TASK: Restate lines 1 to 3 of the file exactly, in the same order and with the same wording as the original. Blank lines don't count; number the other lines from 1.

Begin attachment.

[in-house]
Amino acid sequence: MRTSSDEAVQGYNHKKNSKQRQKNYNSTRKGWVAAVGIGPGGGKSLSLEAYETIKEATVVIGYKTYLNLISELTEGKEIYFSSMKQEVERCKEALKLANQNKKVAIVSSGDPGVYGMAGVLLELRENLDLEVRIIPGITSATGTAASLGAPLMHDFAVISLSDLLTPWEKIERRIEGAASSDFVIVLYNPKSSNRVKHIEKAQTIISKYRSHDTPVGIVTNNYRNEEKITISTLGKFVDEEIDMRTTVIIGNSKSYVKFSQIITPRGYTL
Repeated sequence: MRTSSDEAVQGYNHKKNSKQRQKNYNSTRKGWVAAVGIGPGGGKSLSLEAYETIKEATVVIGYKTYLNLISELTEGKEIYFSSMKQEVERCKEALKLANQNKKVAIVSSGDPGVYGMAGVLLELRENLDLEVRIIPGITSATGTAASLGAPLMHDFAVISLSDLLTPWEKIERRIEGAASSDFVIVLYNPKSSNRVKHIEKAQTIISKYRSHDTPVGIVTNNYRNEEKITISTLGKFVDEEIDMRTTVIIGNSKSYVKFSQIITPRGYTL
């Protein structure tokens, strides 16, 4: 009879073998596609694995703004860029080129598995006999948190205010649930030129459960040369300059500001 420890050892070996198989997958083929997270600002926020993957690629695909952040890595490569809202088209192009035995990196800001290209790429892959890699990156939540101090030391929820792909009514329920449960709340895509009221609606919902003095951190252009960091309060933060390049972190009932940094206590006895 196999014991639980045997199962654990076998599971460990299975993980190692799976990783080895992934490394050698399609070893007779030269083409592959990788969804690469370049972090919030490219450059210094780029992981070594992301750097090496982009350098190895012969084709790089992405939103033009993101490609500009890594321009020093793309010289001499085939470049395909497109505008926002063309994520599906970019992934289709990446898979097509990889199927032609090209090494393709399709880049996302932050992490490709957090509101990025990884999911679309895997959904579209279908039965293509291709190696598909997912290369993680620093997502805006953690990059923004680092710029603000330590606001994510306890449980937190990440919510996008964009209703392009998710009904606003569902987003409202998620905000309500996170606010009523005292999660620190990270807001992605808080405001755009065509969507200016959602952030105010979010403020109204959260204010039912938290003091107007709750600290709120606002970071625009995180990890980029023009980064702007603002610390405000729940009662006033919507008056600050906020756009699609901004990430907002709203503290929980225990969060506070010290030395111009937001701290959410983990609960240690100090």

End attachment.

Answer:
[in-house]
Amino acid sequence: MRTSSDEAVQGYNHKKNSKQRQKNYNSTRKGWVAAVGIGPGGGKSLSLEAYETIKEATVVIGYKTYLNLISELTEGKEIYFSSMKQEVERCKEALKLANQNKKVAIVSSGDPGVYGMAGVLLELRENLDLEVRIIPGITSATGTAASLGAPLMHDFAVISLSDLLTPWEKIERRIEGAASSDFVIVLYNPKSSNRVKHIEKAQTIISKYRSHDTPVGIVTNNYRNEEKITISTLGKFVDEEIDMRTTVIIGNSKSYVKFSQIITPRGYTL
Repeated sequence: MRTSSDEAVQGYNHKKNSKQRQKNYNSTRKGWVAAVGIGPGGGKSLSLEAYETIKEATVVIGYKTYLNLISELTEGKEIYFSSMKQEVERCKEALKLANQNKKVAIVSSGDPGVYGMAGVLLELRENLDLEVRIIPGITSATGTAASLGAPLMHDFAVISLSDLLTPWEKIERRIEGAASSDFVIVLYNPKSSNRVKHIEKAQTIISKYRSHDTPVGIVTNNYRNEEKITISTLGKFVDEEIDMRTTVIIGNSKSYVKFSQIITPRGYTL